The East End community will once again rally in solidarity of the Women’s March on Washington. A sister march will take place on Saturday, January 20 at 11 a.m. at the Long Wharf in Sag Harbor.
“Last year was incredibly spontaneous,” explained Hope Marxe, Sag Harbor Women’s March organizer. “I was chatting with a few of my friends – we all have daughters that play volleyball together. We were saying that we’d love to go to the New York City march, but we really didn’t want to bring our younger daughters.”
So, they decided Sag Harbor should have its own march. “Literally, two days before, I went into Village Hall and asked for a permit. Thankfully I got it,” she said. “I put on the permit that it would be 50 people, thinking how many people can come in two days?”
It turns out a lot. Marxe estimates over three hundred people attended. And the event even brought out a few notable East End residents: Kim Cattrall and Bob Balaban.
“We were all so blown away by it,” she said about the large attendance. “We had such a huge turnout and didn’t expect it.”
For the 2018 March, she gave herself slightly more time to prepare. Marxe and friends have been working on getting the word out for about two weeks and much of the March’s promotion is happening through Facebook.
“This is so grassroots and word of mouth,” Marxe remarked.
Originally, she decided to have the March in Sag Harbor because it’s where she resides. “It’s the perfect set up,” she said. “We’re meeting at the Windmill and then we will walk up Main Street and back down. We’ll have some speakers speaking at the Windmill again.” Suffolk Legislator Bridget Fleming is among confirmed attendees and Marxe is working on securing other well recognized speakers.
She was absolutely moved by the 2017 response and expects the 2018 event to have a similar turnout. “I was overwhelmed by it. The turnout was very heartwarming and it was amazing to connect with people locally that felt the same way we did,” Marxe said. “I think people go to these marches for very different reasons. Some go more for women’s rights, some are anti-Trump, some for immigration. Everyone has an issue that’s dear to their heart, but it was wonderful to connect with people locally – and so empowering.”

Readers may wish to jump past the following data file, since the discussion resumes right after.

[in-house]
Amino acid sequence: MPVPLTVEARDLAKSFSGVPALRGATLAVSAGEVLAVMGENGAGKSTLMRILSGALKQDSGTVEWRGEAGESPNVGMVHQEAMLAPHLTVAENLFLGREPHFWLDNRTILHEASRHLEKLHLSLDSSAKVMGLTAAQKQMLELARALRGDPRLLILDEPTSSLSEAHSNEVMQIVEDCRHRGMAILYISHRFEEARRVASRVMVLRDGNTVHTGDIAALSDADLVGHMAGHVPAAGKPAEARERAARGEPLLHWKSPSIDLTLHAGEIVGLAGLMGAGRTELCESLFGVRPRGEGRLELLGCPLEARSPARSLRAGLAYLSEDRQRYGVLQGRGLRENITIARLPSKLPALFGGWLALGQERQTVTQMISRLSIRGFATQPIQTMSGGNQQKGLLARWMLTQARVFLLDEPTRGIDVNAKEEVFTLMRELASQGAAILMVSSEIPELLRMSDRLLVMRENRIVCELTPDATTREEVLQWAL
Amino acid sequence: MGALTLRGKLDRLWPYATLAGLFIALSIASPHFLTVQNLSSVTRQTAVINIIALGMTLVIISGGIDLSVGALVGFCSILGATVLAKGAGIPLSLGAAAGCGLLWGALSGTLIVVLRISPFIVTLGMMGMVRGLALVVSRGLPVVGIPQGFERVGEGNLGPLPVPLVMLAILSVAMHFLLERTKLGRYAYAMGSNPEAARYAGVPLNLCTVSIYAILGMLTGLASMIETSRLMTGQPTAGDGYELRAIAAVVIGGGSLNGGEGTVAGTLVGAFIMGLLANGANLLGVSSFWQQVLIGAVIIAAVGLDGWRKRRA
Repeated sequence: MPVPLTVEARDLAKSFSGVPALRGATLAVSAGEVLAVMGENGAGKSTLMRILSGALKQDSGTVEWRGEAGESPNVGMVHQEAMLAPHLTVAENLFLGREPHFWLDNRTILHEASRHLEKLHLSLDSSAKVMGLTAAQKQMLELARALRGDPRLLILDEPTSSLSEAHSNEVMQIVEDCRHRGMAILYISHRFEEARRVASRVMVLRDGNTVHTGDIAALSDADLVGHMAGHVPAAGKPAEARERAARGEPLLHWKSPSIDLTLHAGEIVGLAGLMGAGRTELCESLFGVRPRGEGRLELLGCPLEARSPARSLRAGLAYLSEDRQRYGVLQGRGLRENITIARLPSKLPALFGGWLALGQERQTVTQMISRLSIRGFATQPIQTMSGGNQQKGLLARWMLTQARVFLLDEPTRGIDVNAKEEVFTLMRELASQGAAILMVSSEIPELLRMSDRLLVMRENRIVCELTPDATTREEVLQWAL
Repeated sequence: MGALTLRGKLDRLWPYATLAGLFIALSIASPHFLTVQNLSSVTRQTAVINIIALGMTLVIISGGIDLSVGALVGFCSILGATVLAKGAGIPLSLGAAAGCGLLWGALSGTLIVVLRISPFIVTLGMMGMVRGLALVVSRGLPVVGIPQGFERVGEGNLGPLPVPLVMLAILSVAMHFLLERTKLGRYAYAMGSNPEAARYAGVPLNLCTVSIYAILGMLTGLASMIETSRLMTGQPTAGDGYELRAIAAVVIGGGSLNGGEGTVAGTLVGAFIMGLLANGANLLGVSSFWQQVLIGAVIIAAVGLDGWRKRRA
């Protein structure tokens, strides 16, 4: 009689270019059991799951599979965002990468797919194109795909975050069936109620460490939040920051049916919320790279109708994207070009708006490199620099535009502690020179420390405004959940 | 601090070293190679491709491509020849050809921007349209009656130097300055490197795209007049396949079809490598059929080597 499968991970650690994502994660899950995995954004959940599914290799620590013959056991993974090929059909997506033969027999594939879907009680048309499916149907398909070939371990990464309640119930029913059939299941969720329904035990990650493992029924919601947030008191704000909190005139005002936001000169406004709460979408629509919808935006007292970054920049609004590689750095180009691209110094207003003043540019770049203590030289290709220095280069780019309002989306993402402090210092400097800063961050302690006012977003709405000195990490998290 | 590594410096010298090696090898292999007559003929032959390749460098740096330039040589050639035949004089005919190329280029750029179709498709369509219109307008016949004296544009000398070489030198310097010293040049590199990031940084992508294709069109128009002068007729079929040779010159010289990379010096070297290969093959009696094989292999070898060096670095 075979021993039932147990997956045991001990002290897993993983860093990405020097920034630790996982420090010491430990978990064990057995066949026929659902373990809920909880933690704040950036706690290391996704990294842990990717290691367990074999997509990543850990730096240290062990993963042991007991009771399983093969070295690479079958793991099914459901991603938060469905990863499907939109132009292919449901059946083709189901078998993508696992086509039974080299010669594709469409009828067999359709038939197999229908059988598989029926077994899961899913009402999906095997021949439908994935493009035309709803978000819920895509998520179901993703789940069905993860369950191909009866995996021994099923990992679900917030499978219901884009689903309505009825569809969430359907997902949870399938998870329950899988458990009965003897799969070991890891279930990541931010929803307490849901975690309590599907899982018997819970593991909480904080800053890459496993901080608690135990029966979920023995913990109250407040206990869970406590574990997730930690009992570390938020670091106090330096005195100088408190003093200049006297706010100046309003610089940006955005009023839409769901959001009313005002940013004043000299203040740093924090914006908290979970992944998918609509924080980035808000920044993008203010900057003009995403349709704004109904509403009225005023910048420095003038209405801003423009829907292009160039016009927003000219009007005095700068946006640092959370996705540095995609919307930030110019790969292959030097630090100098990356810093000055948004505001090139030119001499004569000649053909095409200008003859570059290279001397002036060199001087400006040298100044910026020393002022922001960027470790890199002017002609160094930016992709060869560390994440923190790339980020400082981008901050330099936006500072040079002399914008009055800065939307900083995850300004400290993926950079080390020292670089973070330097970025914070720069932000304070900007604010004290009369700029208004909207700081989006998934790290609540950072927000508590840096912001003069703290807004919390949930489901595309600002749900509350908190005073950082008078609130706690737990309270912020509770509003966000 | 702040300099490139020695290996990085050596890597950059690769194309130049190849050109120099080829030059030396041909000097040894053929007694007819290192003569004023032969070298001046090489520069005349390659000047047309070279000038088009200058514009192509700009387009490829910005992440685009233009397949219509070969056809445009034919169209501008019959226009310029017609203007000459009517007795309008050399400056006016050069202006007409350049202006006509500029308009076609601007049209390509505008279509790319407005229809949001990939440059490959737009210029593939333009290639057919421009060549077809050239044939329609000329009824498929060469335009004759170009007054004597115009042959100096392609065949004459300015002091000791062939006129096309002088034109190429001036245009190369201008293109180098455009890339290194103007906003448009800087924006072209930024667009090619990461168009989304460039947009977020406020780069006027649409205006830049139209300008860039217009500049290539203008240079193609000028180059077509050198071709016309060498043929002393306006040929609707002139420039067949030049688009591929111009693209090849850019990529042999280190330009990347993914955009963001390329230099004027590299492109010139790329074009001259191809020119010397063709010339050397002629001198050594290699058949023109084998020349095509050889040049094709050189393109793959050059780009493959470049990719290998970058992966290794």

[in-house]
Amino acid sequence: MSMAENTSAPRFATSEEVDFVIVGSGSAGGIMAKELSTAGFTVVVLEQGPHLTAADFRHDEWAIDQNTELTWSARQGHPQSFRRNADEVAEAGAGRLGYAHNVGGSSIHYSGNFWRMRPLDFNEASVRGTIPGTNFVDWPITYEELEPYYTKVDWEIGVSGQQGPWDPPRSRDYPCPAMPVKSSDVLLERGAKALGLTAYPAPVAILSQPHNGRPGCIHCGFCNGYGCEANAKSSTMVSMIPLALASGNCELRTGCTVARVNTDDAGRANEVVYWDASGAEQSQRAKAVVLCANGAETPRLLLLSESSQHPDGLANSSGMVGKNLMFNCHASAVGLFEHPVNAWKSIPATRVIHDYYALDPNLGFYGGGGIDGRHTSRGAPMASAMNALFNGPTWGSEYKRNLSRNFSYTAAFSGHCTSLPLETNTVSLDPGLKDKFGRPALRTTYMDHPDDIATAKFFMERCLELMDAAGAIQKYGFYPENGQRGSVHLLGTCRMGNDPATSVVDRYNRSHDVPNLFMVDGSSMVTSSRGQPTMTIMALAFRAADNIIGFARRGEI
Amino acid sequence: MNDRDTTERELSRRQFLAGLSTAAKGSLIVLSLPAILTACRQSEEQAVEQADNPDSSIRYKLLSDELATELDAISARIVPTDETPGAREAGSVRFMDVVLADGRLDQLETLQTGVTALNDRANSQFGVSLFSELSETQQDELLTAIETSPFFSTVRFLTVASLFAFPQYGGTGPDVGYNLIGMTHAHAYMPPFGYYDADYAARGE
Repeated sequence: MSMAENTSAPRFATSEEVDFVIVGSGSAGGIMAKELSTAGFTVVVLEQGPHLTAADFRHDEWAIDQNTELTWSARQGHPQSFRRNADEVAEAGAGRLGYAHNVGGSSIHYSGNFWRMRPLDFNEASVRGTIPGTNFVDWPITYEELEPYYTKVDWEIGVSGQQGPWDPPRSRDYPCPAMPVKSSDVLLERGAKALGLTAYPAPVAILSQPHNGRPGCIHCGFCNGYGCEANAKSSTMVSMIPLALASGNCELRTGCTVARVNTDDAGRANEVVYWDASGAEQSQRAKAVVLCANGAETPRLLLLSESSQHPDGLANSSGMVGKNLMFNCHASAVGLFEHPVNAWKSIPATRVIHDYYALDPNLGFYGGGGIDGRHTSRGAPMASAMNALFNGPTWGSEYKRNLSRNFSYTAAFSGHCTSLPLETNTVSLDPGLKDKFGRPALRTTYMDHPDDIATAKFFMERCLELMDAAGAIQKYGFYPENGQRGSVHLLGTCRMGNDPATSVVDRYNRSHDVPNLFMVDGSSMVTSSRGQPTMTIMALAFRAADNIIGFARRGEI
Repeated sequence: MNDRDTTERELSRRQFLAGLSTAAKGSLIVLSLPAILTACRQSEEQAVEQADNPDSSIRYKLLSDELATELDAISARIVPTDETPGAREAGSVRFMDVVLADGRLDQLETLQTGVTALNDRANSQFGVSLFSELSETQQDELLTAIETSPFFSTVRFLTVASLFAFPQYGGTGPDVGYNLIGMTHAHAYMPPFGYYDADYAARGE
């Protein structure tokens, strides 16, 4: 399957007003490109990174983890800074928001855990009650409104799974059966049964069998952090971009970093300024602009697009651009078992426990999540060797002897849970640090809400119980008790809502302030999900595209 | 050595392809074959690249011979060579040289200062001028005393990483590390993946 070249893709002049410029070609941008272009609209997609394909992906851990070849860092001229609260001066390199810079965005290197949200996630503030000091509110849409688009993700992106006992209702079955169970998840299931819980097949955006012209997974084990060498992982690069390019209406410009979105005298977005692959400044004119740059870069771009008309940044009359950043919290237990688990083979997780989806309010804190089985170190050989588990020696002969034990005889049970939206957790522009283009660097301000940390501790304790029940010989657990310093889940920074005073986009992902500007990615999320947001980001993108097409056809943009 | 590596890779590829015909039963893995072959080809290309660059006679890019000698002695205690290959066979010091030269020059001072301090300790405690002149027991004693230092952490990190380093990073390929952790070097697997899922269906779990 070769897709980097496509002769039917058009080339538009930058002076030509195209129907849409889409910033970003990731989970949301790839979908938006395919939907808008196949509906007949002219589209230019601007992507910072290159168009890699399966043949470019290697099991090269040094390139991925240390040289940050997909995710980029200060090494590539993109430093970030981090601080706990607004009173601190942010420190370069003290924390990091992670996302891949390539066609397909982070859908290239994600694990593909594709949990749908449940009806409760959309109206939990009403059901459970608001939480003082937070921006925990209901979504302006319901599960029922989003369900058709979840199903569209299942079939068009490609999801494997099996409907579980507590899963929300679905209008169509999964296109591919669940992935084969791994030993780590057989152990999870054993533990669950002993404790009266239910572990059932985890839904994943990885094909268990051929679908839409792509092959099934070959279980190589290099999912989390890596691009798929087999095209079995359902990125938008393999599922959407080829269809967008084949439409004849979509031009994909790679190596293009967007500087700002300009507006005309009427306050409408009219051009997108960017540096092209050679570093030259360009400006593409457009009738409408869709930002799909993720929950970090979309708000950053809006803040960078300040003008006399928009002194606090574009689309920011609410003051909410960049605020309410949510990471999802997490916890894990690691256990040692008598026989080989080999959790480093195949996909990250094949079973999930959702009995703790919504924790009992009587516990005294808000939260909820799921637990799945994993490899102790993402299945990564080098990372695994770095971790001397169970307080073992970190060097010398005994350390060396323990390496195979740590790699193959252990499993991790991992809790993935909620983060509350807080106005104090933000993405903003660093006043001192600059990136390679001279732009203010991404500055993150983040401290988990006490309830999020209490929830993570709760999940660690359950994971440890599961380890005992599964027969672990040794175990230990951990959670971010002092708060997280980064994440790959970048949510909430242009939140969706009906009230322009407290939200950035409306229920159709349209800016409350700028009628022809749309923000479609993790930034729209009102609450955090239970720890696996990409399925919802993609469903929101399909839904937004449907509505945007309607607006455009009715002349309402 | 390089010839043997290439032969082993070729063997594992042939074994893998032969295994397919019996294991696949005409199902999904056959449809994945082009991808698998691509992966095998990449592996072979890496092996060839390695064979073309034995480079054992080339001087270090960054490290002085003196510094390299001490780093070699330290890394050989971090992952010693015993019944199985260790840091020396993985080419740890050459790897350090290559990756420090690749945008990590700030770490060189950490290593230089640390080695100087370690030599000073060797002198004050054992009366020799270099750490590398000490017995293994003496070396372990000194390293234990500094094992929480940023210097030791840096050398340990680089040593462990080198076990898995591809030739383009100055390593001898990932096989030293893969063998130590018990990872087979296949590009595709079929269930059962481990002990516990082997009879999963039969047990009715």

For Marxe, personally, she felt the need to establish the March to empower her daughters. “The first time really had to do with my two daughters. I felt very strongly about what was going on and I wanted to show them that in this country we have a voice and we can speak out, and that you shouldn’t just sit on the sidelines,” she reflected. “You should do something. We have freedom of speech. So, it was very much an example for my daughters.”
That’s a message that’s still very important to Marxe, and she also hopes that the March inspires and reminds people of the importance of casting their vote. “This year it’s very much along the same lines. My daughters are very excited about it. But, for me, the message that I really want to get out is that we need to get people out to vote in 2018. It’s a big deal. Not enough people vote and it’s just too important. These midterm elections don’t usually get a lot of attention and it’s crucial this year.”
She hopes people leave with a renewed sense of community. “It’s very empowering to connect with people. I think people need to find their voice,” she added. “It connected people in terms of sharing ideas and strategies.”
Marxe also hopes the March leaves people feeling empowered and that their voices truly are heard.
Like last year, she stresses that it will be a peaceful protest. “The big message I want to get out is that I hope it’s more positive,” Marxe concluded. “That the messages are positive. We’re not there to trash anyone, but rather just spread a positive message.”